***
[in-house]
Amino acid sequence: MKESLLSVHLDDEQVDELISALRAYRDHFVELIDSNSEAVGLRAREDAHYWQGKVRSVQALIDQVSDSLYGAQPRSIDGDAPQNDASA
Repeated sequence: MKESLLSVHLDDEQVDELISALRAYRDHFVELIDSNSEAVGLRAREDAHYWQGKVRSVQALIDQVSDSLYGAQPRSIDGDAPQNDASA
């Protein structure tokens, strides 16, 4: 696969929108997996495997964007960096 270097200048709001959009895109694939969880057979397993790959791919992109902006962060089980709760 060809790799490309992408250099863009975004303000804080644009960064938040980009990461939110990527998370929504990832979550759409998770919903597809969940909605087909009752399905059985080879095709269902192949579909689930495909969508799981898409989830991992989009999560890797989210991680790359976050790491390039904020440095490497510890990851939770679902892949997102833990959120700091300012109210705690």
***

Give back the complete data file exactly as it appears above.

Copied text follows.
[in-house]
Amino acid sequence: MKESLLSVHLDDEQVDELISALRAYRDHFVELIDSNSEAVGLRAREDAHYWQGKVRSVQALIDQVSDSLYGAQPRSIDGDAPQNDASA
Repeated sequence: MKESLLSVHLDDEQVDELISALRAYRDHFVELIDSNSEAVGLRAREDAHYWQGKVRSVQALIDQVSDSLYGAQPRSIDGDAPQNDASA
């Protein structure tokens, strides 16, 4: 696969929108997996495997964007960096 270097200048709001959009895109694939969880057979397993790959791919992109902006962060089980709760 060809790799490309992408250099863009975004303000804080644009960064938040980009990461939110990527998370929504990832979550759409998770919903597809969940909605087909009752399905059985080879095709269902192949579909689930495909969508799981898409989830991992989009999560890797989210991680790359976050790491390039904020440095490497510890990851939770679902892949997102833990959120700091300012109210705690």